The work includes constructing a new, two-cell lagoon and sewage force main, upgrading the current sewage pumping station, and decommissioning the existing lagoon.
The $6.4M project involved building a new water treatment facility complete with a larger reservoir and membrane-filtration equipment, doubling the plant’s treatment capacity.
Construction on the $48M project began in 2014, with a focus on incorporating a secondary treatment process.
The fastest, cleanest method for joining CPVC/PVC pipe, the system eliminates the cure time, chemicals and odours associated with traditional installation methods.
Researchers at the University of Waterloo invent solution that uses paper strips, similar to those in litmus tests, to identify deadly E. coli.
Through these investments, a wide variety of waterworks and road improvement projects have been approved.
Documents illustrate how design engineers and contractors can realize up to 80% energy savings and 65% installed cost savings on HVAC systems.
Manitoba Water Services Board capital funding plan that will invest a total of $34.9 million in 21 water and wastewater infrastructure projects across Manitoba.
The re-making of the J.-M. Jeanson Drinking Water Treatment Plant in Sherbrooke achieves economic and environmental goals.
Nanaimo’s annual water main flushing program in May came in significantly under budget.
Funding will be used to restore and repair the toe of the dam to ensure its future stability.
These pumps are specifically designed for water supply applications where high pressures are needed to move water.
Combined federal, provincial and local funding of more than $94 million to support new sewage treatment lagoons, upgrading sewage pumps and more water works projects.
Water and wastewater treatment supplier develops next-gen approach to measurement and management of chlorine and other critical parameters.
The project includes construction of a new water supply line and a new water reservoir and pumphouse.
The project includes expanding the existing sewage lagoon and irrigation system that will improve the overall wastewater system and benefit the environment.
Joint federal and territorial funding is for nine projects across 19 communities to upgrade solid waste management, and water and wastewater systems.
Design work has already begun and major construction will start in 2018 with completion expected in 2020.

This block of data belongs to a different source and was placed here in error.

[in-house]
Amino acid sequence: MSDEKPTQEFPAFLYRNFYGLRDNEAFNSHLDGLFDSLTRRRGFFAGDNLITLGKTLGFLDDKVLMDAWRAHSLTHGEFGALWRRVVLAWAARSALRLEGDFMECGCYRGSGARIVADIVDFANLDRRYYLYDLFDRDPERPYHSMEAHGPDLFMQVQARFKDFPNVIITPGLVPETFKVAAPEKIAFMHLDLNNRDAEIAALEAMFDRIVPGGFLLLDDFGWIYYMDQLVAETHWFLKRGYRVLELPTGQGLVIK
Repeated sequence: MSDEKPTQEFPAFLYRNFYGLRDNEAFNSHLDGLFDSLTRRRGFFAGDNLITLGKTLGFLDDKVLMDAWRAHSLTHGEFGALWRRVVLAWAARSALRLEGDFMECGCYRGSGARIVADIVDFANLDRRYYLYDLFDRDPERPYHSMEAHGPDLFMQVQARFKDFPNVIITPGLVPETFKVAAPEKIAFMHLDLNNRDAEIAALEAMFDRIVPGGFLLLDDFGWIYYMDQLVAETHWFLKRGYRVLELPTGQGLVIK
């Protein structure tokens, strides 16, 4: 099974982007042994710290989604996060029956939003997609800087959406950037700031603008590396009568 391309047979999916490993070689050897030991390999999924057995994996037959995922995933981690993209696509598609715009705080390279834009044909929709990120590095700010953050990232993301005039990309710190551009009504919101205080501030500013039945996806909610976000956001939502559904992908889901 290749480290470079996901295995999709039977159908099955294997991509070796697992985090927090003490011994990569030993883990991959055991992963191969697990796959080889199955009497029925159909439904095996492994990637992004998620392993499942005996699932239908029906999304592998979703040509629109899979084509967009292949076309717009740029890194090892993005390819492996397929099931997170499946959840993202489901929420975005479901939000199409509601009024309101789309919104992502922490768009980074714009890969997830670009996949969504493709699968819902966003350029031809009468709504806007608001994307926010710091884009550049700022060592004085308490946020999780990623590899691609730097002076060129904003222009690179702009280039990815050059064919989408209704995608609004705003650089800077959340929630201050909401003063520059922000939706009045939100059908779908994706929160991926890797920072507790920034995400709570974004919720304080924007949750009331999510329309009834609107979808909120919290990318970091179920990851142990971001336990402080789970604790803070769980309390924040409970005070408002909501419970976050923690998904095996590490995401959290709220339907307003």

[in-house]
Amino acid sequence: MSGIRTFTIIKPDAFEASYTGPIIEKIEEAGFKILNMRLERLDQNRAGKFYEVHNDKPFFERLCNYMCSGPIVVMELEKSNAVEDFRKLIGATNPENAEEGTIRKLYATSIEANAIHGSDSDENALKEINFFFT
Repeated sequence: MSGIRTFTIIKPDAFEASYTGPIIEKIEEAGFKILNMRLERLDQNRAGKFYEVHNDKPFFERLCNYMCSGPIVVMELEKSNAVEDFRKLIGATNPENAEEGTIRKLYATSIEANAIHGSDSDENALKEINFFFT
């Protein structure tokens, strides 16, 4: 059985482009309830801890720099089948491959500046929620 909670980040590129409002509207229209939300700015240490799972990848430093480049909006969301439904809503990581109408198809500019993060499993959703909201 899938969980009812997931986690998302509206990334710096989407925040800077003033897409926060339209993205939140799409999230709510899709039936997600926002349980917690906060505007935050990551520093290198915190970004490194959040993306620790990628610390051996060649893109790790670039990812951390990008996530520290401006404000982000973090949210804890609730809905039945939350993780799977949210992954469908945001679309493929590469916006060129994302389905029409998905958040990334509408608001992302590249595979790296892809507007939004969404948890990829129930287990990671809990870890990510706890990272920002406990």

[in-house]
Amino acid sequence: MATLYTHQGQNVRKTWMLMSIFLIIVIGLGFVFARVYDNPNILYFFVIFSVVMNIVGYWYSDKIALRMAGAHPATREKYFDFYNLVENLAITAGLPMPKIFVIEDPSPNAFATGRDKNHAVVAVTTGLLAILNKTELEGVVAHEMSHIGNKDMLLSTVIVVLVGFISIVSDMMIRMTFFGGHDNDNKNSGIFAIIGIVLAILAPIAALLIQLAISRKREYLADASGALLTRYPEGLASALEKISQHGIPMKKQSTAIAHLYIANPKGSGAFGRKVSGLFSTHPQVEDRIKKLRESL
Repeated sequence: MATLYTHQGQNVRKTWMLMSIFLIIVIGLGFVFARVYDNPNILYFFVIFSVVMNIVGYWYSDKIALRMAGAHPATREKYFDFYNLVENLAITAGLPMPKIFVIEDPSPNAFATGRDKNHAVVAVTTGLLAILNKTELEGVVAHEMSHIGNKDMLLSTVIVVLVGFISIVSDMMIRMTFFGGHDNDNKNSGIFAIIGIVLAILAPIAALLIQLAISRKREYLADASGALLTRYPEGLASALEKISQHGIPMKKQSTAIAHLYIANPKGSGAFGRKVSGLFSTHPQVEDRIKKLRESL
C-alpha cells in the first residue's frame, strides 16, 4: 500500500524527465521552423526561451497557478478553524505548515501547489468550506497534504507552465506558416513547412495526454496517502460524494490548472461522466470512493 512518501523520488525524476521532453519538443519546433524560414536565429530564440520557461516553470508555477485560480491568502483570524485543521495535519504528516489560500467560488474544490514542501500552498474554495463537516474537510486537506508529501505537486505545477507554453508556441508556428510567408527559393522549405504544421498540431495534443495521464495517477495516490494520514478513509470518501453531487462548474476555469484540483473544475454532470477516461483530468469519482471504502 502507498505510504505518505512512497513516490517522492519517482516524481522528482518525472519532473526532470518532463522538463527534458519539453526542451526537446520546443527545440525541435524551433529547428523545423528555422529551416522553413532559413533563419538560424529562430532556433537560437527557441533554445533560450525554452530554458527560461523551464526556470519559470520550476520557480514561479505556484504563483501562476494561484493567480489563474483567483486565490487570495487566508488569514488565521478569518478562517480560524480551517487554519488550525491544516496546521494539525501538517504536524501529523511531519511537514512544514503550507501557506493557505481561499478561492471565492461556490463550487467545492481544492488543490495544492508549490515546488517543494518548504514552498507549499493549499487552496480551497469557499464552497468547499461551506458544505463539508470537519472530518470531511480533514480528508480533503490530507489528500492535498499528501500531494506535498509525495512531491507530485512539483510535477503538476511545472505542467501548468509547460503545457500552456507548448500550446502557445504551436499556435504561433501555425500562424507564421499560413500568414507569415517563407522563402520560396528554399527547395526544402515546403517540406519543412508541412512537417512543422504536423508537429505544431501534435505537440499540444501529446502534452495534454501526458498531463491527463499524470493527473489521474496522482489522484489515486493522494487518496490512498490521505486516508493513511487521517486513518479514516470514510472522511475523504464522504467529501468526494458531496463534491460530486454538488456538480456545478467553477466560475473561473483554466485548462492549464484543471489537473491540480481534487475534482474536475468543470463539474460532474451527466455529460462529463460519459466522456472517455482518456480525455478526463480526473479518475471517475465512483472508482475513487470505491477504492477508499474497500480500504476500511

Together the city of Montréal and the town of Montreal-West will be receiving close to $84.4 million in federal and provincial funding for water pipe renewal.
The $37 million in funding will focus on the repair and upgrading of existing water-related facilities and assets.
Construction of the LEED Gold wastewater plant is expected to begin this spring with completion slated for December 2020.
The water projects will receive a combined total of $23 million from the Feds and the province of Quebec.
Harbour City Solutions consortium, the winning bidders for the biosolids project, include Synagro, Bird Construction, Maple Reinders and Cole Engineering.
The 90-km South Red Deer Regional Wastewater System provides a solution for multiple communities.
Total cost of the wastewater transmission project is estimated to run over $70 million.
Combined funding from the Feds and B.C. government totals $373.2 million.
This is the first of three integrated projects totalling an estimated $765 million to put in place a modern, efficient wastewater treatment system.
30 municipalities in the Chaudière-Appalaches region will be able to complete projects that meet their needs related to drinking water and wastewater treatment infrastructure.
Infrastructure projects include solid waste management, drinking water, wastewater management, highways, roads, bridges and more.
The pumps are suited for applications such as water distribution, water treatment, cooling water supply, boiler feed and pressure boosting.